#7 posted 03-14-2015 06:12 PM

Thanks for the input. Saw is decent and setup well. I have indeed and outfeed rollers, 4 of them so two on each end. I am using a GlueLine Rip blade, brand new out of the box. I have been using these blades to do all my cabinet work and can glue up panels w/o jointing. results are flawless. I will get some pics up of the entire project. Been some time but many are in my project section. Just not updated in a while which will change soon. Appreciate all the advice. This is a great forum.

-- Phil 4:13------Our family motto

View AlaskaGuy's profile


2392 posts in 1729 days

#8 posted 03-14-2015 07:06 PM

How I make my stile and rail material. I use stock thick enough I that I can face joint and edge joint before any ripping get done. With flat square straight stock you can easy rip with out all those feather boards and hold downs. You can even do without shoes and pants.

After the above I make my rip a little wide. If it does bow beyond acceptable tolerances depend on what I doing I can re-joint and re-rip. If I have to make that second rip I leave it a fuzz wide and when I done with the piece or several piece I run them to finial size on my planer.

In you case as Rich M. said some bow will be acceptable because the rails should straighten it out.

-- Alaskan's for Global warming!

View JAAune's profile


1614 posts in 1736 days

#9 posted 03-14-2015 11:37 PM

I just take the rough boards and rip them an 1/8” wide on the bandsaw. Next they are face-jointed then planed to thickness. Back to the jointer for the edges then I stack half a dozen side by side, grip them tight and feed them as a single board through the planer to get the final width.

Much easier and the results are superior to anything off the table saw.

-- See my work at and

View Pezking7p's profile


3097 posts in 1071 days

#10 posted 03-15-2015 02:34 AM

I worried a lot about how straight my long boards were when making my cabinets. For most face frame parts it turned out not to matter because they will get pulled flat/straight when you attach them to the carcass. If you’re making panels then they’ll get pulled straight by the railed when you glue them up. Touch up the outside edges after the panels are assembled with a hand plane or on the table saw if they’re still bowed.

-- -Dan

View Keekee's profile


1 post in 589 days

#11 posted 03-15-2015 02:57 AM

Any suggestions on how to keep the stiles flat. I did make a pantry type of cabinet years ago but had trouble keep the stiles flat. Do you think it would be of any help to start out with 5/4 and plane it once. Let it set for a few weeks and plane it to its final thickness and let it rest again.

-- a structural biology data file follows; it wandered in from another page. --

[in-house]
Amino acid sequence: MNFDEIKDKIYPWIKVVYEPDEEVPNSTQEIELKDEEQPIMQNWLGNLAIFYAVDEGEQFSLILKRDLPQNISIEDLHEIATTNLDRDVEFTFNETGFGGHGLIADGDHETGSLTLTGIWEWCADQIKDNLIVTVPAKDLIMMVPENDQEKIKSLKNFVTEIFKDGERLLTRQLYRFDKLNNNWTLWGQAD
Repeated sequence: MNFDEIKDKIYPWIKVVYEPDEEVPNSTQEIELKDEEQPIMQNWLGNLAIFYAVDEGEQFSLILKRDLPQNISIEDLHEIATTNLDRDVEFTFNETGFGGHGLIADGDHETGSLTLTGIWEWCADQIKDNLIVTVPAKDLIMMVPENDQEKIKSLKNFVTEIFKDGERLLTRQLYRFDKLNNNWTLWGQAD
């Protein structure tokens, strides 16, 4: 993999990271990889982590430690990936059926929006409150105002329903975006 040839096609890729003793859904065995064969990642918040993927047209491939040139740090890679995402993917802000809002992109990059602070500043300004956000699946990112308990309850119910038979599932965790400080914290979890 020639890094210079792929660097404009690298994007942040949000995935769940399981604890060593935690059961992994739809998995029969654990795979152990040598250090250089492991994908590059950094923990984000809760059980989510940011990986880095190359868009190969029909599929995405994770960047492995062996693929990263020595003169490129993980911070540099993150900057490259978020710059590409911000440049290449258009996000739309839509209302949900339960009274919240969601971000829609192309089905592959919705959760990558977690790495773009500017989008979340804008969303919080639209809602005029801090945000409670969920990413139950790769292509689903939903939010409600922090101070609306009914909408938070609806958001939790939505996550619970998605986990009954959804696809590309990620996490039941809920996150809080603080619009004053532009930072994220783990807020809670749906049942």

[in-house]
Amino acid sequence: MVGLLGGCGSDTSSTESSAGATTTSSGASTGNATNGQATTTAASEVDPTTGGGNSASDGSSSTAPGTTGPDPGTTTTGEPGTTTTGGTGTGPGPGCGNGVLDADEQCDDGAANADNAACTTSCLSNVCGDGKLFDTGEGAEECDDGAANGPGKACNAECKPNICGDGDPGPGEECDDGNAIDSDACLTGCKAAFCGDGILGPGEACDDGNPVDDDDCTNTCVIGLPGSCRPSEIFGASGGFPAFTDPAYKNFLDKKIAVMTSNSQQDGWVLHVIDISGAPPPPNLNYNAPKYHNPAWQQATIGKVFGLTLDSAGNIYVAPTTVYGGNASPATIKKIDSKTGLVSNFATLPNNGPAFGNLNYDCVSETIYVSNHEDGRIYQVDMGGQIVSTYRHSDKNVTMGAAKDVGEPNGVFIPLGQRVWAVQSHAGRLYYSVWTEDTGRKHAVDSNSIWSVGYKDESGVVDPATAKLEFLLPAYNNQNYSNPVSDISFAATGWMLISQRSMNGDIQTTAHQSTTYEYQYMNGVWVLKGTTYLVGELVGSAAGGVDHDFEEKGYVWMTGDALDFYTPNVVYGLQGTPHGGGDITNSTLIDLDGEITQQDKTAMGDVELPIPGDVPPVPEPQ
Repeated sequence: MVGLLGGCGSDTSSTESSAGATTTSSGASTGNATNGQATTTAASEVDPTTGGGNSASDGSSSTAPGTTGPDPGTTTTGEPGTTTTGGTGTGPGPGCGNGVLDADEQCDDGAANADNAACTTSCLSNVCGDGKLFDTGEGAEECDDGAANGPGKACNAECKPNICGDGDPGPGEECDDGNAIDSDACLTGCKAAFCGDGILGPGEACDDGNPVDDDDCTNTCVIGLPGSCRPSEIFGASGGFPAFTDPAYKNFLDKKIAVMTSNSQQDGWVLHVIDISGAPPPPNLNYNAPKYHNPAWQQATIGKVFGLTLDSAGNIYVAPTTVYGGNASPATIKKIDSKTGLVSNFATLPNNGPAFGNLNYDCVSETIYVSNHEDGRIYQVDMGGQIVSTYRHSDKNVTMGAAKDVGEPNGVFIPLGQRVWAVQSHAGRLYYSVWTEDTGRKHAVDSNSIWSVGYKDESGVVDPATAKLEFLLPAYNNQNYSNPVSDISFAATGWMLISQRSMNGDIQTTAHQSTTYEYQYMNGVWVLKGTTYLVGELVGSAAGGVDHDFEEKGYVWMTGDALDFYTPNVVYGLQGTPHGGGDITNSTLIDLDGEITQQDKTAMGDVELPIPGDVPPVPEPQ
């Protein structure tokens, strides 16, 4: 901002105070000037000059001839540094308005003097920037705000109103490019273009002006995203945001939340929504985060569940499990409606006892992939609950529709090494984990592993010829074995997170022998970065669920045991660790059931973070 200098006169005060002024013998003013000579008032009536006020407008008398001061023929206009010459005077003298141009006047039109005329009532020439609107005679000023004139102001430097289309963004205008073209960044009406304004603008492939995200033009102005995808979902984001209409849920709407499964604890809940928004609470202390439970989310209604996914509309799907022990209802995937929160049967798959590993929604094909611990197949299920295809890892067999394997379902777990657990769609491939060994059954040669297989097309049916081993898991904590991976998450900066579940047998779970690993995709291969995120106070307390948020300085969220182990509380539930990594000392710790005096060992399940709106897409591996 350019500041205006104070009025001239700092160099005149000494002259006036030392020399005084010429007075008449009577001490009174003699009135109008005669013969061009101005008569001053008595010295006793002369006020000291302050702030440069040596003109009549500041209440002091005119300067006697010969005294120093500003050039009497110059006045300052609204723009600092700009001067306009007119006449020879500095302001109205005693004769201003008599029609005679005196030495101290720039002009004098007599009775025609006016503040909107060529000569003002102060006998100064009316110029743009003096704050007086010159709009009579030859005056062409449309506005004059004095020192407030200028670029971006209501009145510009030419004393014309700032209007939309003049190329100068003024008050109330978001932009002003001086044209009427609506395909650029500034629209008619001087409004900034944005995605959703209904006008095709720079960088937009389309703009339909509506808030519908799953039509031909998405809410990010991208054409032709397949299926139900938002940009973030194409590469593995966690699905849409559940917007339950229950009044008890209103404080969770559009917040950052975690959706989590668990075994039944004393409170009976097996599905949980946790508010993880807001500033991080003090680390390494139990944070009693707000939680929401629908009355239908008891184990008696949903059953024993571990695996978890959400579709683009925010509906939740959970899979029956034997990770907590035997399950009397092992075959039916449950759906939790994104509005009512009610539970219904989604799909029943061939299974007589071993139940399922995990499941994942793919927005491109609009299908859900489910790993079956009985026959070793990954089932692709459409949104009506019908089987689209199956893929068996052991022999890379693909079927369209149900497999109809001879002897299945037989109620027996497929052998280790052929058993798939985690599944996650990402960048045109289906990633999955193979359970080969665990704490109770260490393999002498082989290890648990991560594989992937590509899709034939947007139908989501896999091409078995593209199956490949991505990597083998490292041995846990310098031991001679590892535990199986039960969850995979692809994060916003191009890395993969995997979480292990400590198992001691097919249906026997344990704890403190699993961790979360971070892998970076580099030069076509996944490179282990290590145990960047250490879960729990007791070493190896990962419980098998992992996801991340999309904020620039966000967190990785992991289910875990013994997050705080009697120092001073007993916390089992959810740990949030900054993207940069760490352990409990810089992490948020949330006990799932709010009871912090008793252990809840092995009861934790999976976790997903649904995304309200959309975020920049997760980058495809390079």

View tomd's profile


2022 posts in 3190 days

#12 posted 03-15-2015 02:58 AM

I strongly support making these rips with your pants on unless you have a Saw Stop.

-- Tom D

View akdale's profile


54 posts in 2627 days

#13 posted 03-15-2015 04:49 AM

Interesting thought on getting final width via the planer instead of using the TS. I have read articles showing this method, just never tried. Probably should have indicated what tools I have when I started this thread.

Do not own a jointer. Honestly, I have access to one but once the TS is set up square with a good blade with stabilizers. I never found it necessary. So far have about 40 panels done this way, some about 5 years old. Perfect glue ups. I know this is anthema to some of the “real” cabinet makers but it has worked wonderful for this weekend woodworker. I am hesitant to use my planer for width only because it’s the Dewalt 735 and snipe and feed issues can be a problem.

Sure do appreciate all the advice from you guys. Seems the votes are in too, keeping the pants on.

-- Phil 4:13------Our family motto

View joey502's profile


482 posts in 937 days

#14 posted 03-15-2015 08:54 AM

I can’t imagine pants being 100% necessary. Norm always said reading the power tools directions and glasses were at the top of the safety list.

View rwe2156's profile


2114 posts in 900 days

#15 posted 03-15-2015 12:47 PM

There is a method of stabilizing a long stile called splining.

Basically you deepen the panel groove to within 1/8” of the edge and then glue in a spline of like material using a hard glue like TB III. Only the edge grain shows and it is not very noticeable.

Glue up on a perfectly flat surface.

-- Everything is a prototype thats why its one of a kind!!